Van Morrison ‎– Astral Weeks

Vinyl, LP, Album, Pitman Pressing


Part 1: In The Beginning
A1 Astral Weeks 7:00
A2 Beside You 5:10
A3 Sweet Thing 4:10
A4 Cyprus Avenue 6:50
Part 2: Afterwards
B1 Young Lovers Do 3:10
B2 Madame George 9:25
B3 Ballerina 7:00
B4 Slim Slow Slider 3:20

Companies, etc.



The labels are green and have the "W7" boxed logo.

Side A is labeled "Part 1"; Side B is labeled "Part 2" (see images)

First cat. # on labels, and back sleeve, spine.
Second cat. # on front sleeve.

A Santa Maria version (west coast), with the W7 logo, labels can be seen at Van Morrison - Astral Weeks.

Barcode and Other Identifiers

  • Matrix / Runout: (S39435)
  • Matrix / Runout: (S39436)
  • Matrix / Runout: 39435 WS 1768 4-1-C
  • Matrix / Runout: 39436 WS 1768 3-1-C

Other Versions (5 of 179) View All

Cat# Artist Title (Format) Label Cat# Country Year
WBX 9 Van Morrison Astral Weeks(LP, Album, RE) Warner Bros. - Seven Arts Records WBX 9 South Africa Unknown Sell This Version
WS 1768, 1768 Van Morrison Astral Weeks(LP, Album, San) Warner Bros. - Seven Arts Records, Warner Bros. - Seven Arts Records WS 1768, 1768 US 1968 Sell This Version
081227952310 Van Morrison Astral Weeks(CD, Album, RE, RM) Warner Bros. Records 081227952310 Europe 2015 Sell This Version
WBS.1768, WBS 1768 Van Morrison Astral Weeks(LP, Album) Warner Bros. - Seven Arts Records, Warner Bros. - Seven Arts Records WBS.1768, WBS 1768 New Zealand 1968 Sell This Version
1768-2, 246 024 Van Morrison Astral Weeks(CD, Album, RE) Warner Bros. Records, Warner Bros. Records 1768-2, 246 024 Europe 1992 Sell This Version


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September 23, 2020
This album sounds like your dad growing up, trying to shag your ma


October 10, 2016

Astral Weeks by Van Morrison, hit the streets in November of 1968, a year that would see more than its fair share of incredible albums, albums that would not only define the times, but define the direction of rock n’ roll for years to come.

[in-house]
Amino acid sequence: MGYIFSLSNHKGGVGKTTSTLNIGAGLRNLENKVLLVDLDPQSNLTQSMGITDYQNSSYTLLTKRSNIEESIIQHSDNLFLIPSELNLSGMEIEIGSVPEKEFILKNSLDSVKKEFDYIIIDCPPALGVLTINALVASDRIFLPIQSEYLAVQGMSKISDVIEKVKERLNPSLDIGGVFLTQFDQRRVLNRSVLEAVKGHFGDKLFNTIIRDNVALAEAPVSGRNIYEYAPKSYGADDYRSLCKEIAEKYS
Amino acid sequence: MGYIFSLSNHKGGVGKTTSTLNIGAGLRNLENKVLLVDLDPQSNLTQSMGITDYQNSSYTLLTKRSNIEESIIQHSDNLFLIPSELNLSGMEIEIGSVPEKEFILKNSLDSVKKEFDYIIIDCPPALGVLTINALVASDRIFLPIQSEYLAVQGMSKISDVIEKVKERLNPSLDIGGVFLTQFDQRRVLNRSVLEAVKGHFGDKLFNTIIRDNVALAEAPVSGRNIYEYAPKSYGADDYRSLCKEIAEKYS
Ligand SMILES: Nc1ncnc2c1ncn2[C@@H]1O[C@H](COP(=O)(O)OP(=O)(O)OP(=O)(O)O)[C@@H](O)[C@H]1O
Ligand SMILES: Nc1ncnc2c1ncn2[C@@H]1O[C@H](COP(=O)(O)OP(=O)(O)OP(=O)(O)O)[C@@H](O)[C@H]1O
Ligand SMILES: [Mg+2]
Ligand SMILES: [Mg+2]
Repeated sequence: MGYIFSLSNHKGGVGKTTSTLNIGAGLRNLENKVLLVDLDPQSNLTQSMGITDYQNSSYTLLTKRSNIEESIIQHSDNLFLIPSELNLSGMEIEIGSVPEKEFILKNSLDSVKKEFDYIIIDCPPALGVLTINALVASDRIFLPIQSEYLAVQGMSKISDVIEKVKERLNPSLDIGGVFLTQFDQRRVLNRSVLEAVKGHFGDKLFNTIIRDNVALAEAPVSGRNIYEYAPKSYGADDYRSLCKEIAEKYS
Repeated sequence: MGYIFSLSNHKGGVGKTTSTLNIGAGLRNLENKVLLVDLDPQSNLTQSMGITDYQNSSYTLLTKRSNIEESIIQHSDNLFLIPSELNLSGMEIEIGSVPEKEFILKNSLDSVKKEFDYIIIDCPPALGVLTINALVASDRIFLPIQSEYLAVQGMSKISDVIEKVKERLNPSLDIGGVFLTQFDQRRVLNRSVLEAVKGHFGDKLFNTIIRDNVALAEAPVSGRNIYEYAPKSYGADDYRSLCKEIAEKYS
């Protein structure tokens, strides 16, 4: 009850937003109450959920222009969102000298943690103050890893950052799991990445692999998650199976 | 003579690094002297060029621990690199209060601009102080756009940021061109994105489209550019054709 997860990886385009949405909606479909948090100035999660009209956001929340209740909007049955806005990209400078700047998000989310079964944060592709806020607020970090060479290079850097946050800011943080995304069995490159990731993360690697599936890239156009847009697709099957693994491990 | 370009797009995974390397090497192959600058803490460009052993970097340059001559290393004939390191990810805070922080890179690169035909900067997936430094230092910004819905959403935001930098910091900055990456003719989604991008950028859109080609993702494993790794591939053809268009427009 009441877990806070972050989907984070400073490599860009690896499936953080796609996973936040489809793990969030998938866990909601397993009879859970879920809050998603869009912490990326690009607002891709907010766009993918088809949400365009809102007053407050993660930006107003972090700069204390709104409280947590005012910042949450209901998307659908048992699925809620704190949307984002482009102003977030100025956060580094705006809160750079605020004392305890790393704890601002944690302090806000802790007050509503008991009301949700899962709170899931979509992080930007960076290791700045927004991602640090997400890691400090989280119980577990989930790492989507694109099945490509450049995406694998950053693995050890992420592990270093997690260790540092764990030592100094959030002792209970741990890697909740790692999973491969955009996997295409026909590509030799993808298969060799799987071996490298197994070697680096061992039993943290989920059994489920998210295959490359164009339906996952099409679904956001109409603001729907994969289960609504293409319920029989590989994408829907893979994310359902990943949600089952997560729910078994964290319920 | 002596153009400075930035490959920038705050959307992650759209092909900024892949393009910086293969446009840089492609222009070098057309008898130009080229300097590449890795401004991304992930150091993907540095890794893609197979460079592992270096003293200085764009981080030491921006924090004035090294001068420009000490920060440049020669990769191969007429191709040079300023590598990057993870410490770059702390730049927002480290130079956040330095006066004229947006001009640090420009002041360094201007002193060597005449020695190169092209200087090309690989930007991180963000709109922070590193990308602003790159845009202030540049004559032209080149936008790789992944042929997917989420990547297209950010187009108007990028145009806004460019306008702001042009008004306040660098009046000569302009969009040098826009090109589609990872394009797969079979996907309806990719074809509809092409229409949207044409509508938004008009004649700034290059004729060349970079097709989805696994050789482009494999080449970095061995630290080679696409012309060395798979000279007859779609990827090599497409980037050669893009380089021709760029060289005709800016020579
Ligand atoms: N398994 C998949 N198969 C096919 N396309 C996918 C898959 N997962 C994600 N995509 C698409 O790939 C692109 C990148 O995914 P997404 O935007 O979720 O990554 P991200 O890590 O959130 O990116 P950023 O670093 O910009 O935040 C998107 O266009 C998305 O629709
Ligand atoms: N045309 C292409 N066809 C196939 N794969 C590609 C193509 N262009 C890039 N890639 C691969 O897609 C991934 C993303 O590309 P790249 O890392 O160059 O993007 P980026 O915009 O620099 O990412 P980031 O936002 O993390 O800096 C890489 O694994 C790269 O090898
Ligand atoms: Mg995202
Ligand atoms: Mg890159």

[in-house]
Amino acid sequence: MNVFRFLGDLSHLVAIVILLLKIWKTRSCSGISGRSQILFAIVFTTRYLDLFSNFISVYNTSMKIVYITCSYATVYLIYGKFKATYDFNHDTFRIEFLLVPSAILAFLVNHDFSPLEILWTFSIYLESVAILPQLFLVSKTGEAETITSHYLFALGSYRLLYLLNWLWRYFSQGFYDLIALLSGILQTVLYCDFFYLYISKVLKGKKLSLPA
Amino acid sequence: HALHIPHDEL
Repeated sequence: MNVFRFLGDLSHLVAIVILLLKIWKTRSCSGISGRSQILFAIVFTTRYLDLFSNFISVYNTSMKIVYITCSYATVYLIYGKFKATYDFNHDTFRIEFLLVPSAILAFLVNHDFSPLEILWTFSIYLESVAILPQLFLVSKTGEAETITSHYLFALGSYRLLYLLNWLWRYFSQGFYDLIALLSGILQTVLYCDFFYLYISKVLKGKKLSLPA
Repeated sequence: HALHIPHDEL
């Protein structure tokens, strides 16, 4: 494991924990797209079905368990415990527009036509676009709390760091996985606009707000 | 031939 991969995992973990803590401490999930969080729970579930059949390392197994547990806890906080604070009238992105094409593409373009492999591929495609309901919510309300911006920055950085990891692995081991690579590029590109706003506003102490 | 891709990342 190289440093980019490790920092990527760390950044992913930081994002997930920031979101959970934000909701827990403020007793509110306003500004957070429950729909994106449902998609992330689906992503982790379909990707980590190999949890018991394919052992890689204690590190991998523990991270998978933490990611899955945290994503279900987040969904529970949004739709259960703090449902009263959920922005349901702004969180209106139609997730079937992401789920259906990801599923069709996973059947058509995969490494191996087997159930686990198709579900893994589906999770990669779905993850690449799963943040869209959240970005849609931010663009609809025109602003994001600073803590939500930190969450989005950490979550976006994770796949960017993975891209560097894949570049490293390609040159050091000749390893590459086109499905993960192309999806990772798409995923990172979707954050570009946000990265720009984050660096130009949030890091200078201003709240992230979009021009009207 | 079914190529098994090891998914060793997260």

Bob Dylan released John Wesley Harding in December of 1967 ...
The Velvet Underground released White Light, White Heat in January of 1968 ...
Pink Floyd released A Saucerful Of Secrets in June of 1968 ...
Cream released Wheels Of Fire in July of 1968 ...
The Jefferson Airplane released Crown Of Creation in September of 1968 ...
Jimi Hendrix released Electric Ladyland in October of 1968 ...
The Beatles released The White Album in November of 1968 ...
The Kinks released Village Green Preservation Society in November of 1968 ...
The Rolling Stones released Beggars Banquet in December of 1968 ... and
Led Zeppelin released Led Zeppelin I in January of 1969 ...

I’m not sure whether Van Morrison realized the effects Astral Weeks would have, proving that following one’s muse is not always a bad thing. The album produced no radio hits to rival Morrison’s best known songs, such as “Brown Eyed Girl,” “Domino,” “Wild Night” and “Moondance.” And it has been outsold by several Morrison albums. But it has never gone out of print, and it continues to hold an almost sanctified place in the history of popular music. Astral Weeks consistently appears on lists extolling the top albums of all time and it has been dissected and praised by discerning music listeners for decades. More significantly, it is an album that Morrison himself has never top, or recreated.

Morrison was only twenty three years old when the album was completed, but the songs on Astral Weeks showed the perspective of a much older man. The extraordinary sound of the upright bass functions as a second voice, a foil for Morrison’s mercurial musings. The songs unfold and then gently recede, with strings trembling like leaves in a sun-kissed breeze, and Morrison’s voice often drifts away to a whisper. He is a stranger in this world, and his true home is in another time, in another place.

The album tells the story of searching for home [Morrison seems to be searching for a home, or a time, that he has already lived in, and a time he has lived through, but was never able to see it when it was right in front of his eyes], though only by looking back, and by focusing on commonplace details, is Van able to bring all that was into view. Morrison repeats phrases and words until they become incantations. Freed from the confines of pop structure and chord changes, he bends and twists lyrics in search of every possible nuance until he liberates them from literal meaning. “You breathe in, you breathe out, you breathe in, you breathe out,” he chants on “Beside You.” “Then you’re high, on your high-flying cloud.”

Morrison doesn’t belong to the world he describes because he feels too much; implied is the notion that life is only worth living in these emotional extremes, from the reverie of “The Way That Young Lovers Do” to the torment of “Cypress Avenue.” The images conjured in these whirls of madness and ecstasy are all the more powerful because they’re uncensored. His hometown street of elusive dreams becomes the setting for a tale of illicit obsession, where Morrison pines for a fourteen year old girl on “Cypress Avenue,” and over stately harpsichord, his self-denial turns into physical pain. Yet there is still a reward in feeling so deeply, and what is most unbearable ... is the impermanence of it all.

Review by Jenell Kesler


September 9, 2014

An all time favorite